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Uniformed Services Former Spouse Protection Act for Divorced Spouses in the Military


Divorce in the military can be confusing because domestic situations are governed by a mix of federal statutes, state divorce laws and procedures, and military regulations. Depending on the length of the marriage, divorced spouses of service members may be entitled to benefits from the military.

The Uniformed Services Former Spouse Protection Act is a federal law that provides certain benefits to former spouses of military members. The benefits may affect receipt of retirement pay and medical care, as well as the use of exchanges and commissaries.

What the Uniformed Services Former Spouse Protection Act does

Under the Uniformed Services Former Spouse Protection Act, state courts are allowed to divide disposable military retired pay between the service member and spouse if the state court desires. Former spouses, in some circumstances, are able to receive a portion of the service member's retired pay directly from the government. Some former spouses are entitled to care at military medical facilities and are given access to military exchanges and commissaries. Former spouses may be beneficiaries under the Survivor Benefit Plan as well. Some victims of spousal or child abuse are also eligible for benefits.

What the Uniformed Services Former Spouse Protection Act does not do

The Uniformed Services Former Spouse Protection Act does not require courts to divide military retired pay, establish a formula or award a predetermined share of military retired pay to former spouses, or place a ceiling on the percentage of disposable retired pay that may be awarded to a former spouse. Further, the law does not require an overlap of military service and marriage as a prerequisite to division of military retired pay as property.

Jurisdiction under the Uniformed Services Former Spouse Protection Act

The Uniformed Services Former Spouse Protection Act precludes a court from treating retired pay as the property of the service member and his or her spouse unless the court has jurisdiction over the service member based upon either the member's residence other than because of military assignment, the member's domicile or the member's consent to the court's jurisdiction.

Direct payment of retired pay

Direct payment of retired pay may be made to a former spouse from the military pay centers if there is a court order or a property settlement that has been ordered, ratified or approved by the court; and if the final order specifically provides that payment is to be made from disposable retired pay for one of the following:

  • Child support
  • Alimony
  • Division of retired pay as property-if the former spouse was married to the member for 10 years or more, during which the member performed 10 years or more of creditable service, and the order expresses payment in dollars or a percentage of the member's disposable retired pay.

Direct payments will terminate upon the earliest of three events: 1) the terms of the court order are satisfied; 2) death of the retired service member; or 3) death of the former spouse.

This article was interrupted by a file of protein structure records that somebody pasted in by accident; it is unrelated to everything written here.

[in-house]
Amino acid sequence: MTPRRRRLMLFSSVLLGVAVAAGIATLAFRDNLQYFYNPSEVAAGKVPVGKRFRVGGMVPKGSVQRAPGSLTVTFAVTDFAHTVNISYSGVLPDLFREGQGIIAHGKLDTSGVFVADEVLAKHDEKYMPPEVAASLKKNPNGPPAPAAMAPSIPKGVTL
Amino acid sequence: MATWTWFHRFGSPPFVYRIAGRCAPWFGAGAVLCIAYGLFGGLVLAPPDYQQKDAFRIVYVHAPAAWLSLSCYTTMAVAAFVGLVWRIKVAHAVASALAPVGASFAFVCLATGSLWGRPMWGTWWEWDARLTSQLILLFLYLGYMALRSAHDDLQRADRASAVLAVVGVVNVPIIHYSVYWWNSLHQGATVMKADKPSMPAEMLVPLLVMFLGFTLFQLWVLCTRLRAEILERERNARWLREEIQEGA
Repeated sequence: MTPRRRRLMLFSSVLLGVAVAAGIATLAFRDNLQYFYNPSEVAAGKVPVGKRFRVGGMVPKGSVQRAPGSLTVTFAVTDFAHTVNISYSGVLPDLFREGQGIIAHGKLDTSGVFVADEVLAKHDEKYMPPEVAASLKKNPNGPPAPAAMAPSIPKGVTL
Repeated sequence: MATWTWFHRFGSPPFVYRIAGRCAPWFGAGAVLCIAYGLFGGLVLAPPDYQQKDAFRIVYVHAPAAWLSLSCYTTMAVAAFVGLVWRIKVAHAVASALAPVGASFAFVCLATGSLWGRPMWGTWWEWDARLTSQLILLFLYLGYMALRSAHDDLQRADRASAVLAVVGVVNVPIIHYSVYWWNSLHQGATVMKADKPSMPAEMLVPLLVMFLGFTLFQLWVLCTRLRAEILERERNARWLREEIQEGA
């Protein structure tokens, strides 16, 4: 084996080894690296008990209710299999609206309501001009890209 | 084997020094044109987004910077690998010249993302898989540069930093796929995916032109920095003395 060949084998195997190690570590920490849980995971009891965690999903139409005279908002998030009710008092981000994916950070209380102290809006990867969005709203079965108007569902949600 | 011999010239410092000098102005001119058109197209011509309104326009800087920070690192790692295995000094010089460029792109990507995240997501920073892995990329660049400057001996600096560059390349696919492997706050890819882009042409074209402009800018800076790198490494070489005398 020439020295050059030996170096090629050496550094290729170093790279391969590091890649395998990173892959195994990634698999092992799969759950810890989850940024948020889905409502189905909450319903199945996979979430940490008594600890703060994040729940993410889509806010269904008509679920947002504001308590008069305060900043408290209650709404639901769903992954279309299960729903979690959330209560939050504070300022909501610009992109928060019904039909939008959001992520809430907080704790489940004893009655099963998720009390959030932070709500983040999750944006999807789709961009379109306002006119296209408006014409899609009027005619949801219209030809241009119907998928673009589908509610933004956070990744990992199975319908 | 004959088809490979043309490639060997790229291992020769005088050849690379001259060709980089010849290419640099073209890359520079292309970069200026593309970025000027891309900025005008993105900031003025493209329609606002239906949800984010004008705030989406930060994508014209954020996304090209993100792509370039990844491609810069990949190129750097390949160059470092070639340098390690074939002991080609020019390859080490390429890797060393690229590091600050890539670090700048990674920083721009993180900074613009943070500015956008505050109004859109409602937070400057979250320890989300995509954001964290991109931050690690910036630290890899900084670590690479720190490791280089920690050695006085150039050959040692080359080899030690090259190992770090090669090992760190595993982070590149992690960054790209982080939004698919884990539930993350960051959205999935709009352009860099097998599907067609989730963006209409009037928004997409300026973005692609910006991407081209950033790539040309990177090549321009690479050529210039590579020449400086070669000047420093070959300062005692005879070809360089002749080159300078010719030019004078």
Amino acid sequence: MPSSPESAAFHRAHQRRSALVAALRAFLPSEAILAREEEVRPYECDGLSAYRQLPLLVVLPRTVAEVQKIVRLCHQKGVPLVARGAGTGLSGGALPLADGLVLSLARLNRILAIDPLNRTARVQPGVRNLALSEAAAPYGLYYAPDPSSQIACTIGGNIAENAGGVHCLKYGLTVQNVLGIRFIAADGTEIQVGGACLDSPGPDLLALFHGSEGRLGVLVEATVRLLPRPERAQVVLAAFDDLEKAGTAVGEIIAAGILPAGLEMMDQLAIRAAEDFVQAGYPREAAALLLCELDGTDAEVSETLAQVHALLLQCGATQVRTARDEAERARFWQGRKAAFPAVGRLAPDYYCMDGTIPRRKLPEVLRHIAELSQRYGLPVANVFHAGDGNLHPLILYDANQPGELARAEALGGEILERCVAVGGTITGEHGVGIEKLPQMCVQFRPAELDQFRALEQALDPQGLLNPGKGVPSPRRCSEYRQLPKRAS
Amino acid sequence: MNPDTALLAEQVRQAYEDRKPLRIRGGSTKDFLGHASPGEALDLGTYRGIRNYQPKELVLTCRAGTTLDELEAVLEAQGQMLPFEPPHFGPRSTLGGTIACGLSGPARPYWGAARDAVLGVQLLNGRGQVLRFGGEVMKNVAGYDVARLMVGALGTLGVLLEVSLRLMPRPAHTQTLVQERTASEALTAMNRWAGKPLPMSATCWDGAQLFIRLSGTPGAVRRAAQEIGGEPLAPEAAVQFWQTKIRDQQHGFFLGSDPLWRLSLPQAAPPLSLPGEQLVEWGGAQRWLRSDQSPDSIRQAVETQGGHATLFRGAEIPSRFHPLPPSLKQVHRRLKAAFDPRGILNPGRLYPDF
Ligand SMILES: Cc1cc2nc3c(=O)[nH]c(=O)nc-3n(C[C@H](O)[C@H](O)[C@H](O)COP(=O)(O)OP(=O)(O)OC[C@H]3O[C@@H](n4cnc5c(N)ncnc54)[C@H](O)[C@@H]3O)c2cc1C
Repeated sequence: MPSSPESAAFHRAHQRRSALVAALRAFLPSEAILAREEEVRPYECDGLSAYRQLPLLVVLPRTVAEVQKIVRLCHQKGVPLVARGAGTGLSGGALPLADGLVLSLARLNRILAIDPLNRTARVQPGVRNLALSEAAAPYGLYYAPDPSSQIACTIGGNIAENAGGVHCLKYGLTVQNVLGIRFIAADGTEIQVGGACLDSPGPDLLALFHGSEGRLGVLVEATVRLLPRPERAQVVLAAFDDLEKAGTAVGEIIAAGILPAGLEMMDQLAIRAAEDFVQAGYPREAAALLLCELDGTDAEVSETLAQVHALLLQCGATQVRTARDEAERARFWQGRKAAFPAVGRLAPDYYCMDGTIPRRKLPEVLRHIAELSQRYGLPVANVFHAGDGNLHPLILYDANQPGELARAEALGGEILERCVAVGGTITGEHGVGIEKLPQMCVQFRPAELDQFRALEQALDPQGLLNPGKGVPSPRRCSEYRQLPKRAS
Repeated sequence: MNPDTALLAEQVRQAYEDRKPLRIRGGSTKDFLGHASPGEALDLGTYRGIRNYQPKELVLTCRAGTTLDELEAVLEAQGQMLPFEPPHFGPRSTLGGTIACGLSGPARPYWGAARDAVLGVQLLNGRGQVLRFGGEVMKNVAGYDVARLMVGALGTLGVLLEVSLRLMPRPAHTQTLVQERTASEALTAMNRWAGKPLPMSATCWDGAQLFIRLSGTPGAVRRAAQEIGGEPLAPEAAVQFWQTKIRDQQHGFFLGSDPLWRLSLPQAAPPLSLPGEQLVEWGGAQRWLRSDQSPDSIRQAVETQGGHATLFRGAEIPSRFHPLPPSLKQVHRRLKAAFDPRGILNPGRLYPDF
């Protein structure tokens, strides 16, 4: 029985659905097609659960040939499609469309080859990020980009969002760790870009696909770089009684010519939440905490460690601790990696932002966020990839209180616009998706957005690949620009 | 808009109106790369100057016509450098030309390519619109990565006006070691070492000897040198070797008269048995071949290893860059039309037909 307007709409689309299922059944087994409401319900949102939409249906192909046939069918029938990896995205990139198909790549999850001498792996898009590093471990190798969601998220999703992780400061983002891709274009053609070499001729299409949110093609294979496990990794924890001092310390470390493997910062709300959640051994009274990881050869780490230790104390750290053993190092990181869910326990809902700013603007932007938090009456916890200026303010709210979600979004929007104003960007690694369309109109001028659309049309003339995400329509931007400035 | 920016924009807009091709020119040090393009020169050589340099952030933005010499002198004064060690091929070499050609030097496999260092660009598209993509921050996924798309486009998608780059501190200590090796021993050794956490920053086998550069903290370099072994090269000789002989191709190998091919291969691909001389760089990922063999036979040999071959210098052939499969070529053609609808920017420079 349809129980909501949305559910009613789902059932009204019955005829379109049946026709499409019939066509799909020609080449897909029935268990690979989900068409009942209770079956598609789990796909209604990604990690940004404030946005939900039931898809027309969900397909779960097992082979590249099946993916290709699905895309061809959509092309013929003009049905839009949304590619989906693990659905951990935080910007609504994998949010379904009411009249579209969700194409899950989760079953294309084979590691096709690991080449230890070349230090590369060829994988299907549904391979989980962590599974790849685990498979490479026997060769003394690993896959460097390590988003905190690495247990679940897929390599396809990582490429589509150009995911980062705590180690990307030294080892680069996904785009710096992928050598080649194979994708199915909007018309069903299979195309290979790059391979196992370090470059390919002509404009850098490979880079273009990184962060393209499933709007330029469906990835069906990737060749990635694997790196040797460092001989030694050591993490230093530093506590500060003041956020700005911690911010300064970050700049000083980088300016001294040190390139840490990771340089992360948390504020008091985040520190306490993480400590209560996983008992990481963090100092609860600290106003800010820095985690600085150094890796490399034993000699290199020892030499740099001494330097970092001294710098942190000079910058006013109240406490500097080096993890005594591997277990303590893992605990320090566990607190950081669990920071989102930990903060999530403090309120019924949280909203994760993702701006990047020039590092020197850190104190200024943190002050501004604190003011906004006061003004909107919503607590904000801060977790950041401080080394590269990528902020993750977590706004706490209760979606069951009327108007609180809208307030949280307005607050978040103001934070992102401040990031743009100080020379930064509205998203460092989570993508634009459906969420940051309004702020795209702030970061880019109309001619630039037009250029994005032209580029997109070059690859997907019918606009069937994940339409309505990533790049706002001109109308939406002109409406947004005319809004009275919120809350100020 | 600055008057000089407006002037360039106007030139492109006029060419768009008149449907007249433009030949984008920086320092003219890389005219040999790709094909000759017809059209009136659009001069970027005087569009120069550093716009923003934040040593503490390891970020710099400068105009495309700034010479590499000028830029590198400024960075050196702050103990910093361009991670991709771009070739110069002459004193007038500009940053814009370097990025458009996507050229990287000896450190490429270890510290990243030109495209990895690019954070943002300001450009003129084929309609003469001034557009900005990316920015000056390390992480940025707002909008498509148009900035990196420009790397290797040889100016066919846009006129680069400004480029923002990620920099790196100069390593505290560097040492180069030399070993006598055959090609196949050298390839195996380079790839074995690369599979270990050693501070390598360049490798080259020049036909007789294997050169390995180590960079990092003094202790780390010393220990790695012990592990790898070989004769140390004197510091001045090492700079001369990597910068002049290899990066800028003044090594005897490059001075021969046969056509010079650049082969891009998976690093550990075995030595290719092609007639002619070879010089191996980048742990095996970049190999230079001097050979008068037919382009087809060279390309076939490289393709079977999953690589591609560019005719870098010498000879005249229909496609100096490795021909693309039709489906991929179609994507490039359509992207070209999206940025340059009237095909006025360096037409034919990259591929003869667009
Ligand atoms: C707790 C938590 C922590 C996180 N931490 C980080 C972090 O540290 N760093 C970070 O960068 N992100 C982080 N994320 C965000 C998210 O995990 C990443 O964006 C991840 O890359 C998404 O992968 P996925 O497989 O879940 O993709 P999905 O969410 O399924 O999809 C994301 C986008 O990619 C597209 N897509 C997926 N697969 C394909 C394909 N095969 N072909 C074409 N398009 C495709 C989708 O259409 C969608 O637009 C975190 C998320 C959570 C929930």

Procedure for request for direct pay

The former spouse must send the designated agent of the member's uniformed service the following items: a signed DD Form 2293, "Application for Former Spouse Payments from Retired Pay," and a copy of the court order and other accompanying documents that provide for payment of child support, alimony or division of property. An official of the issuing court must certify any accompanying documents within 90 days immediately preceding service.

Notification to the designated agent can be by regular mail, email, fax or certified mail.
No later than 30 days after effective service, the Defense Finance and Accounting Service shall send written notice to the affected member at the last known address. They may reject any request for direct pay that does not satisfy the statutory requirements. If the member responds to the notification, they will consider the response and will not honor the court order whenever it is shown to be defective, modified, superseded or set aside. No later than 90 days after effective service, the Defense Finance and Accounting Service shall make payment to the former spouse and inform him or her of the amount to be paid. If the court order will not be honored, an explanation shall be sent to the former spouse as to why the court order was not honored.

Impact of the Uniformed Services Former Spouse Protection Act on Survivor Benefit Plan designation

Under the Uniformed Services Former Spouse Protection Act, a former spouse can be designated as a Survivor Benefit Plan beneficiary. This designation can be either voluntary or court-ordered, but courts cannot order a retiree to provide former spouse coverage unless the member has previously made a spouse election for that former spouse. When divorce occurs after retirement, a former spouse's coverage will be in the same amount as spouse coverage. In active duty divorces, the specific level of coverage should be directed by the court order. If the former spouse remarries before age 55, eligibility as a beneficiary will be lost. If that remarriage ends, the former spouse's eligibility is restored.

 


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